It's no secret that a successful start-up can stand or fall on morale – the often long hours (and brick walls!) encountered by small businesses can be detrimental if you're not working as a cohesive whole. The risk of a split between those who work 50+ hours a week and those who come in for one or two days is inevitably higher. It needn't be so.

By encouraging a results-based work atmosphere, employees don't just rack up brownie points for being there – and part-time workers can prove their worth. As Sari Friedman says, “You're creating a culture where it's not about bums on seats, but about how good people are.”

Fostering a sense of inclusion also extends to everything from staff meetings to social events.

What your part-time employees can teach you

If you're bringing in expertise to your business on a regular basis, then they don't just represent a skill set – they represent a training opportunity. Many people with dedicated technical or design expertise will also have some experience in teaching, which means growing your whole company's knowledge pool and fostering an atmosphere of inclusiveness and collaboration.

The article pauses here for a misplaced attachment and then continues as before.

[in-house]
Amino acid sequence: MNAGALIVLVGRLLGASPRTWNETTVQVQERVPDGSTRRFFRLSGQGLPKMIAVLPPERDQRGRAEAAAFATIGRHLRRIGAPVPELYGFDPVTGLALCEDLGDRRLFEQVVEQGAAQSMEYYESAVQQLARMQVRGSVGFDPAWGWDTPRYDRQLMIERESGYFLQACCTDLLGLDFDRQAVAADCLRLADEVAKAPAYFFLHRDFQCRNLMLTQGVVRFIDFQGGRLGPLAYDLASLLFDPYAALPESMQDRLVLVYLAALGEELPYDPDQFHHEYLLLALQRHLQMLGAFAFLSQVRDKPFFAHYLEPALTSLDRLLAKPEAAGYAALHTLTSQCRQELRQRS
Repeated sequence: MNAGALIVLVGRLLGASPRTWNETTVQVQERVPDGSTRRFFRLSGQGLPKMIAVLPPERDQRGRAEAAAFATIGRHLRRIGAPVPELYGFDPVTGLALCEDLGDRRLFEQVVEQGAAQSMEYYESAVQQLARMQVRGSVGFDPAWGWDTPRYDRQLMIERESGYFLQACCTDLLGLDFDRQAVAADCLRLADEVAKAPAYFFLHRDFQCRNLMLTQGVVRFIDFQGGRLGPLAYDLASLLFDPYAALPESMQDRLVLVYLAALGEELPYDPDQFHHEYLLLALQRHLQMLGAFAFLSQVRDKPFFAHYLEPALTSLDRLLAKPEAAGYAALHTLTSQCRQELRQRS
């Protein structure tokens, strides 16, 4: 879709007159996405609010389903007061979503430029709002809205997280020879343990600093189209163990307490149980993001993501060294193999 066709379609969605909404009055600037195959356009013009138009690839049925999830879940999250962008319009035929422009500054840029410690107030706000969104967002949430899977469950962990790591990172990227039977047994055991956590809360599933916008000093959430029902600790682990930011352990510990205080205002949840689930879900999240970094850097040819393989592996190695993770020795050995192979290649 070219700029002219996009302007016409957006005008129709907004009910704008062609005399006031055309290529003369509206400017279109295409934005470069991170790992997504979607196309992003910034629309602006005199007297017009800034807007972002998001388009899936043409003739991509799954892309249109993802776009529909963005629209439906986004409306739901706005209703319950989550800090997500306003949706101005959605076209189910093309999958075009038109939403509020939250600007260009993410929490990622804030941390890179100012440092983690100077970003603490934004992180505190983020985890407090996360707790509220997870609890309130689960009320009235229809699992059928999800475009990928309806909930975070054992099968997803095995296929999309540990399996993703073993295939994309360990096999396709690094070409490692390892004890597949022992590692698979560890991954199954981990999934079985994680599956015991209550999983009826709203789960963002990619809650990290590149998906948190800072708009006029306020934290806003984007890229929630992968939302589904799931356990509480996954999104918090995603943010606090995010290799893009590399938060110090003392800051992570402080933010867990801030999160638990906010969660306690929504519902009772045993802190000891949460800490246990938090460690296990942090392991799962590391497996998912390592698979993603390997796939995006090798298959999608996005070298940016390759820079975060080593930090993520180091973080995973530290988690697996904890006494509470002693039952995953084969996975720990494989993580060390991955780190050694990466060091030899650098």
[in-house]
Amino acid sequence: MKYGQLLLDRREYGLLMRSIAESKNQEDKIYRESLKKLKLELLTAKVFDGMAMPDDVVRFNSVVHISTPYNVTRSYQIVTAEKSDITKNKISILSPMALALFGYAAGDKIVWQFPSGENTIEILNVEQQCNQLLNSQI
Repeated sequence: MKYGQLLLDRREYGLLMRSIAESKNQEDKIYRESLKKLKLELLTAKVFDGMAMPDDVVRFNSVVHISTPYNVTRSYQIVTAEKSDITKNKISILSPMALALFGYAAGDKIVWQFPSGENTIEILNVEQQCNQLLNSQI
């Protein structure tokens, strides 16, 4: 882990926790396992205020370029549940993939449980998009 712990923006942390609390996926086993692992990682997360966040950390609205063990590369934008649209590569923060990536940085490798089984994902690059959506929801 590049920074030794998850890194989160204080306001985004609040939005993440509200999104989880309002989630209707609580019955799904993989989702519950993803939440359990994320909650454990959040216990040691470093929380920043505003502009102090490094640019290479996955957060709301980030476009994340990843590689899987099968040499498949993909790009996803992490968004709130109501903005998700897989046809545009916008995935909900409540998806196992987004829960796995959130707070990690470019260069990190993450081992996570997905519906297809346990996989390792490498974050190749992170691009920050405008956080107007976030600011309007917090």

It's also worth bearing in mind just how expensive it can be to bring in outside training, and an existing relationship should slash these costs.

Every dollar counts

Ms. Friedman knows from experience that employers don't always grasp the full cost-saving potential of hiring part-time employees. While the obvious reduction in hours will increase efficiency, you can also save money on everything from “buying computers to making space, in a setting where every dollar counts.”

Managing schedules, space, equipment, training opportunities and tracking and rewarding performance will streamline your costs.

Networking opportunities

Many specialized consultants split their hours between various businesses in the same industry. This represents an opportunity for you to create contacts and leads with related companies, as well as having someone who is familiar with best practices in this area.

While you should obviously avoid anything underhanded (and you should appreciate an employee who shows loyalty to your competitors), a small business thrives on this sort of networking. A part-time employee who works for a much larger business in the industry may find that your business has something to offer.

The part-time work ethic

One might expect an employee who isn't there 24/7 to have less investment in completing their job, but in fact, the opposite is often true.

“There's something to be said for people who are there some of the days and not others, and there's a definite work ethic associated with that,” says Ms. Friedman. In other words, part-time employees are so often goal-based that they can push toward completion more effectively than full-time employees. They also offer a breath of fresh air, and won't get bogged down if the company is having a rough time or the coffee machine is on the fritz (again).